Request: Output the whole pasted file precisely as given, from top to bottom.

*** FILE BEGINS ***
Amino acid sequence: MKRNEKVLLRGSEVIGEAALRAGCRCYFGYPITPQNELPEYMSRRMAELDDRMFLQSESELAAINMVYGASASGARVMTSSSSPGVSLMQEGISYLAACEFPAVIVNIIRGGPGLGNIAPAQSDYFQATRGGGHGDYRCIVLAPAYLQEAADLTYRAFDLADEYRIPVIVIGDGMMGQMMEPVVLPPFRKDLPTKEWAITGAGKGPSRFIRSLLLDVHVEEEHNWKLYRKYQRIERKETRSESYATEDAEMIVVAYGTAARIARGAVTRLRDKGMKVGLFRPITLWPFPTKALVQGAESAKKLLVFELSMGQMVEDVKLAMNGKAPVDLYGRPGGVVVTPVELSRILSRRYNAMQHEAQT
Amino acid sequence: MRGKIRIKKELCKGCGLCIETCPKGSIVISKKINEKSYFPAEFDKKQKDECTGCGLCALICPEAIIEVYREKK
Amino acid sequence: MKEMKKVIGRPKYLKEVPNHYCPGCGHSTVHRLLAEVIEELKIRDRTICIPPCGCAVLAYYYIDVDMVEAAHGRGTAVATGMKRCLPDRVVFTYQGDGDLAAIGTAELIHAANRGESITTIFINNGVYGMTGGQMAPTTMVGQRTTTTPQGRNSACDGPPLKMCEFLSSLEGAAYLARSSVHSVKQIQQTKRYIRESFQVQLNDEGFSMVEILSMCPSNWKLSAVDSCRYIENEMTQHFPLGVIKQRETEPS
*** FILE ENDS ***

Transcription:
Amino acid sequence: MKRNEKVLLRGSEVIGEAALRAGCRCYFGYPITPQNELPEYMSRRMAELDDRMFLQSESELAAINMVYGASASGARVMTSSSSPGVSLMQEGISYLAACEFPAVIVNIIRGGPGLGNIAPAQSDYFQATRGGGHGDYRCIVLAPAYLQEAADLTYRAFDLADEYRIPVIVIGDGMMGQMMEPVVLPPFRKDLPTKEWAITGAGKGPSRFIRSLLLDVHVEEEHNWKLYRKYQRIERKETRSESYATEDAEMIVVAYGTAARIARGAVTRLRDKGMKVGLFRPITLWPFPTKALVQGAESAKKLLVFELSMGQMVEDVKLAMNGKAPVDLYGRPGGVVVTPVELSRILSRRYNAMQHEAQT
Amino acid sequence: MRGKIRIKKELCKGCGLCIETCPKGSIVISKKINEKSYFPAEFDKKQKDECTGCGLCALICPEAIIEVYREKK
Amino acid sequence: MKEMKKVIGRPKYLKEVPNHYCPGCGHSTVHRLLAEVIEELKIRDRTICIPPCGCAVLAYYYIDVDMVEAAHGRGTAVATGMKRCLPDRVVFTYQGDGDLAAIGTAELIHAANRGESITTIFINNGVYGMTGGQMAPTTMVGQRTTTTPQGRNSACDGPPLKMCEFLSSLEGAAYLARSSVHSVKQIQQTKRYIRESFQVQLNDEGFSMVEILSMCPSNWKLSAVDSCRYIENEMTQHFPLGVIKQRETEPS